Never have, even in snow or mud I will choose 4hi instead. And then go back to 2hi when on pavement, So I can't say about mileage, although I'm sure it will lessen it driving around in AWD or 4wd auto, the problem with doing so is if any of your tires is a few lbs lower than the rest of them, the tire circumference will be different, and the computer will interpret that as a wheel slipping and activate the transfer case accordingly, same thing if one or more of your tires is worn more than the others, and it doesn't have to be a lot either.
I've seen many a transfer case come in the shop overheated and with the clutch pack smoked because of it working all the time the vehicle is going down the road.
My 2011 AWD Sierra Denali gets about 14 around town and 19 on the highway. A truck in 2wd gets about 15 and 20 same basic conditions. I love the AWD because I live on a gravel driveway and you don't have to worry about starting to pull out and then spinning the tires when a car comes flying around the curve.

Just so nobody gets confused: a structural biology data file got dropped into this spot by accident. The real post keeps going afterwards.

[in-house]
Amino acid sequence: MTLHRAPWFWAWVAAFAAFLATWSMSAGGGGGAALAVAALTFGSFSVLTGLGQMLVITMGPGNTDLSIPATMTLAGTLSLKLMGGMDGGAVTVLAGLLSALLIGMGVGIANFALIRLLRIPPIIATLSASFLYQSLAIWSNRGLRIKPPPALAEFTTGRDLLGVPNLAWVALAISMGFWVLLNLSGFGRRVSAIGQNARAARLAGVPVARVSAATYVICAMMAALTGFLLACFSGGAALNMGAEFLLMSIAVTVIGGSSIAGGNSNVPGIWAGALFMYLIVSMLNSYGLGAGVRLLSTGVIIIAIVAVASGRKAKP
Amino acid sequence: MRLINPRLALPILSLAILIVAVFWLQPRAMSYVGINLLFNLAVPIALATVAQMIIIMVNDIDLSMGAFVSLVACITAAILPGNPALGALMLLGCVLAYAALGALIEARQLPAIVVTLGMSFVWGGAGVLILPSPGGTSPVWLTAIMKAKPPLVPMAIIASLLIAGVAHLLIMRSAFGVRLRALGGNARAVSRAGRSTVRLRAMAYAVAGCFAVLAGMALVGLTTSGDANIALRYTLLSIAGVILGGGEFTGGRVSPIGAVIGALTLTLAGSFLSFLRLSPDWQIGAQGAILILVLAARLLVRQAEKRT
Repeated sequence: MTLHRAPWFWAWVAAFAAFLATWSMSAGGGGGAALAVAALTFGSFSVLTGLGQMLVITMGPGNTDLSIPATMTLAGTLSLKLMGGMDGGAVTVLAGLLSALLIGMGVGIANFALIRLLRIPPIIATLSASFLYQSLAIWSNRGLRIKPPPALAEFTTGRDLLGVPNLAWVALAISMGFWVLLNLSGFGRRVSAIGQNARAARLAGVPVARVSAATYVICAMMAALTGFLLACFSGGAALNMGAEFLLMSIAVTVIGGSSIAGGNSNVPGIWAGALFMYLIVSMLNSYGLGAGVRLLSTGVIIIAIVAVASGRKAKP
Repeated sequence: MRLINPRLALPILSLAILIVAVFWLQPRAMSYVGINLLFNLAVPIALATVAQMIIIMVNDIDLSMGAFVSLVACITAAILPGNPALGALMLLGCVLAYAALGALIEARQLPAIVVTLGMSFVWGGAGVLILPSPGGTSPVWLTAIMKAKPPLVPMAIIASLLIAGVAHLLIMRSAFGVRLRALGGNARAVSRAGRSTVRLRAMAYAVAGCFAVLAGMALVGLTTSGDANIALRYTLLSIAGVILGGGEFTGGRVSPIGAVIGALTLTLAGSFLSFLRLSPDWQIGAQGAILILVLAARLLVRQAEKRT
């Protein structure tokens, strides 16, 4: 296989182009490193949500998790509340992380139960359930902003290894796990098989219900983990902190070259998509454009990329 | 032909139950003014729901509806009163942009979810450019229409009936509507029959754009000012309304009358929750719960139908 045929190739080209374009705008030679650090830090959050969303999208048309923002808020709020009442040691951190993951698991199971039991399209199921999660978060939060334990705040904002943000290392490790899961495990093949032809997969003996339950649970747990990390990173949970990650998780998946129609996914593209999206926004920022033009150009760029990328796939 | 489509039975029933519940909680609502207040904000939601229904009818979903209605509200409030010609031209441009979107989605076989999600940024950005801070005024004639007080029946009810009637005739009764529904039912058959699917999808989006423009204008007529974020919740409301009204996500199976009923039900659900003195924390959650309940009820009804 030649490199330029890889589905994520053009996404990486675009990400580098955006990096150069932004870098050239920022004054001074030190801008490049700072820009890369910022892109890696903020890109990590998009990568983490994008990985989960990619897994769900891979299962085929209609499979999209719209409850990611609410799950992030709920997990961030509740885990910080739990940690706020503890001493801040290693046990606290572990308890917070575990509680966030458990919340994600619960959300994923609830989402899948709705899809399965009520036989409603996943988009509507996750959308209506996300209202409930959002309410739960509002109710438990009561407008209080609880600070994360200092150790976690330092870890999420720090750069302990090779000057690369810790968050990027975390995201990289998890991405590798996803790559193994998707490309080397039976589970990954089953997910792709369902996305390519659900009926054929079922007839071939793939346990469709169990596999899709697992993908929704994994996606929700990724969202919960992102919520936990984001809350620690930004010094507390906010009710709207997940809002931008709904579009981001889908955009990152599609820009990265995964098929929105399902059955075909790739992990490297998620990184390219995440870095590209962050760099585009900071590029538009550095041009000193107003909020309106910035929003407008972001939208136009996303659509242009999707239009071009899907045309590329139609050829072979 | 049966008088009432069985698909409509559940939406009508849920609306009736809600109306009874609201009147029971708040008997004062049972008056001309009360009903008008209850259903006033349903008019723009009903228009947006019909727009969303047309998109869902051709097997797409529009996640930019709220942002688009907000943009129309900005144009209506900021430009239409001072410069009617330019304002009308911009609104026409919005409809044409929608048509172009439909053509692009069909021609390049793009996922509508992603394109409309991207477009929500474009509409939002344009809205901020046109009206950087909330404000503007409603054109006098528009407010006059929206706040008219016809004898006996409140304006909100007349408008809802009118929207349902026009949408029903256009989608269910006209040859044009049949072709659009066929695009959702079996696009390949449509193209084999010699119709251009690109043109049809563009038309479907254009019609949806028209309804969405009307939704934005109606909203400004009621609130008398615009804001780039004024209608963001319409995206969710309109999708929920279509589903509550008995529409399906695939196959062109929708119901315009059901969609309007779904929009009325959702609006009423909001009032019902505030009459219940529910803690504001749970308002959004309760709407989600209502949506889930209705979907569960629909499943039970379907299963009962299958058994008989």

wife's new (2017) V-6 4Runner is AWD /4WD and it gets 20mpg ( it stays in AWD all the time ) -- my 2006 Tundra V-8 4WD gets 20mpg -- with the newer Toyota models, not enough difference in gas mileage,but higher$$ when purchasing a 4WD - the AWD will handle better, you will especially notice on curves ( no lean*) - highly recommend the Toyota vehicles